With the fierce resistance of the German forces all through the Italian campaign, the allies were once again stalled by the end of 1944, more than a year after their initial attacks on Sicily. Now the Gothic Line (and the mountainous landscape and bad weather) stood in their way, stopping them from advancing past Bologna and into the Po valley. The ensuing battles are described in Chapter Six. The Germans had set up a makeshift line first (the Trasimene Line, which happens to be the area where yours truly now lives), but that quickly fell… Not so with the Gothic Line which is shown on the map on page 118, running West to East north of Florence. Again a very difficult terrain (even the old modern highway was an affair with dozens of bends and very dangerous, until a new highway consisting of tunnels was opened a few years ago), so ideally suited for defenders.

The lack of resources was hampering the allies' efforts too, with the landings in Normandy and the subsequent campaign siphoning much of the war resources in Italy to the western front. So it wasn’t until the spring of 1945, almost a year and a half after Operation Husky that the allies finally could push to the Po Valley and onto the Alps. Bologna only fell into allied hands on April 21st.

Chapter Seven, Endgame, has some interesting and amazing figures of the allied losses in Italy during this very long campaign. ‘Interesting’ is maybe the wrong word, when seeing that there were some 13,000 court martial cases for desertion (covering the African, Greek and Italian campaign for the British and Commonwealth troops alone), 10,750 casualties for each British division in the Italian campaign and many casualties by illness. The weather and terrain and the duration of the battles and subsequent waiting were a major factor in all of this and much worse than in the western campaign after Normandy. There’s another map on page 130 showing the last advances in 1945 before the war ended with the surrender of the Germans. Interestingly the allies did not conquer the Alps yet by this time, which would have been another major problem should the Germans not have been defeated elsewhere first.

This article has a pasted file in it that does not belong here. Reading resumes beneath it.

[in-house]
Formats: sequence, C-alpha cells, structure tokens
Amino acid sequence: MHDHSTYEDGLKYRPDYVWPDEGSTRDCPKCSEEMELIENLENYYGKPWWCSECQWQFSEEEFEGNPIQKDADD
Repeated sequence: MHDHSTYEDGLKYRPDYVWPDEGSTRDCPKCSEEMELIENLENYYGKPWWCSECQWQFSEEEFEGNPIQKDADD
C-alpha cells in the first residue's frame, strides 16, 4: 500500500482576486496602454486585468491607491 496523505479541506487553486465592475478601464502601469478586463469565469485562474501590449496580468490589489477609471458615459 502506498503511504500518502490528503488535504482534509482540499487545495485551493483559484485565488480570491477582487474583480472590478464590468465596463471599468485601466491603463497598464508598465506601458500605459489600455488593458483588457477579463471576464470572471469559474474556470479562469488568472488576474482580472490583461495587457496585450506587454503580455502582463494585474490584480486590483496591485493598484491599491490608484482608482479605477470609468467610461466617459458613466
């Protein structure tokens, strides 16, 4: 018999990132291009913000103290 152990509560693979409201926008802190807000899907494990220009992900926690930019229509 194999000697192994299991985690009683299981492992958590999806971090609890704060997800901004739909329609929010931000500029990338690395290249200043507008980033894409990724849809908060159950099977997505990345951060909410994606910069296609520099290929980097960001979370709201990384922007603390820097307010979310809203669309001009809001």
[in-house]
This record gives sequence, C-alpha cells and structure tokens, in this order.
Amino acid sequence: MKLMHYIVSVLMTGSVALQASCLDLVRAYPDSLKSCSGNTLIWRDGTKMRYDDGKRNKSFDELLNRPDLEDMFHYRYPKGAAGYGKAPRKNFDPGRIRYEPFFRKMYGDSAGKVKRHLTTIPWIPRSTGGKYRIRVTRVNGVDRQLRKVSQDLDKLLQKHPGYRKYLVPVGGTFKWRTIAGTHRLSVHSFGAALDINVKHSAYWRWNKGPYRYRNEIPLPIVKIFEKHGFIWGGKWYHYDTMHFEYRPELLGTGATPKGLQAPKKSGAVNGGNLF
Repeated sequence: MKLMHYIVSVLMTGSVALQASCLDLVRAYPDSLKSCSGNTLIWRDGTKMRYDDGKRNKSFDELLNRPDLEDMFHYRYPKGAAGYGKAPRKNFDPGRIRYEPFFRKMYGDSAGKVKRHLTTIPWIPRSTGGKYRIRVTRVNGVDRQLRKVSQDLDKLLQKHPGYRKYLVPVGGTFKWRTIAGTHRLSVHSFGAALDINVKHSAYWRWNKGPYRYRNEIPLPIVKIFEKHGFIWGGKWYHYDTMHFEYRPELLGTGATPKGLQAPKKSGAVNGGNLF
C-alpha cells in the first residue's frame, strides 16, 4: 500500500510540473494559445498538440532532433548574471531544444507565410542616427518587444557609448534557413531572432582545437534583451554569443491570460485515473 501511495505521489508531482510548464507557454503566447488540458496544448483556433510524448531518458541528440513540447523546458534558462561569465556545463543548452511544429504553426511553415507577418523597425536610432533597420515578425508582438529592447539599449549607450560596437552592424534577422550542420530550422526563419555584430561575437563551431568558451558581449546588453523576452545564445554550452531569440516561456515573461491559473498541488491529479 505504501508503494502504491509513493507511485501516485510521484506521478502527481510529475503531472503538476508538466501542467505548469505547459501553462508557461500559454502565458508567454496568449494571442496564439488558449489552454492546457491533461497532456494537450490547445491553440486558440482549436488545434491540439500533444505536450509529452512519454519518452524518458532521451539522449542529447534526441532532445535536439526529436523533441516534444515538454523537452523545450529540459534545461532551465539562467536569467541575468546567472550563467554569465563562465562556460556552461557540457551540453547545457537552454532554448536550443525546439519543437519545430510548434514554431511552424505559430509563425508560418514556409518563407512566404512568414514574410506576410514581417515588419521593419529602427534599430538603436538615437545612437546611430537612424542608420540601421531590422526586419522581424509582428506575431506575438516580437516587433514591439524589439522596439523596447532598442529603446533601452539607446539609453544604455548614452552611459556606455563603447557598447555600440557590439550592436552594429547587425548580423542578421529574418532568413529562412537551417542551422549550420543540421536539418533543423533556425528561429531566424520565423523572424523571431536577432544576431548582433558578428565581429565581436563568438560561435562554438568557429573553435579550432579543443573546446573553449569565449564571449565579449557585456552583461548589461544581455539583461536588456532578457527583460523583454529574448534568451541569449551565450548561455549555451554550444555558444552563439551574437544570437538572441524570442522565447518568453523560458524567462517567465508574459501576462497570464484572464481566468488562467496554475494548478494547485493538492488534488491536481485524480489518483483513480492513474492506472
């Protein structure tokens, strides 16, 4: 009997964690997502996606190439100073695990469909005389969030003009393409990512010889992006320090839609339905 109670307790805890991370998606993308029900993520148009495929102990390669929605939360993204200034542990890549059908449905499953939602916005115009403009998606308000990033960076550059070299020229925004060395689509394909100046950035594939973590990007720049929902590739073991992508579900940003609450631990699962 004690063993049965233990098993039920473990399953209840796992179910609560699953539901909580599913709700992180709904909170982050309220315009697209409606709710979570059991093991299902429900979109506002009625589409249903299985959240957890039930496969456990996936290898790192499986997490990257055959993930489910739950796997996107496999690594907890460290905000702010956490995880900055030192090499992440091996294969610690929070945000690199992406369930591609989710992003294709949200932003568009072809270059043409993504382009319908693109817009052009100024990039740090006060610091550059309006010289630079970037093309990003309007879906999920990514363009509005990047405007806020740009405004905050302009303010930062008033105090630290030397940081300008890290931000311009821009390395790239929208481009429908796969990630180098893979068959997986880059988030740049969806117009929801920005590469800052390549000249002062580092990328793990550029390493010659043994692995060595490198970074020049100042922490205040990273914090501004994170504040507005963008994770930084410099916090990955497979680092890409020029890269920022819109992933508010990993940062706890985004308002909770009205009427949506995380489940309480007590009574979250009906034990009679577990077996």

All in all a very good book with tons of interesting photos and providing a concise and useful timeline of the entire Italian campaign. I use it as an indispensable addition to my other books about the Italian campaign which provide more in-depth details on certain parts of the period. Recommended!

Rating: Zeer goed


Article by:
Francois Dumas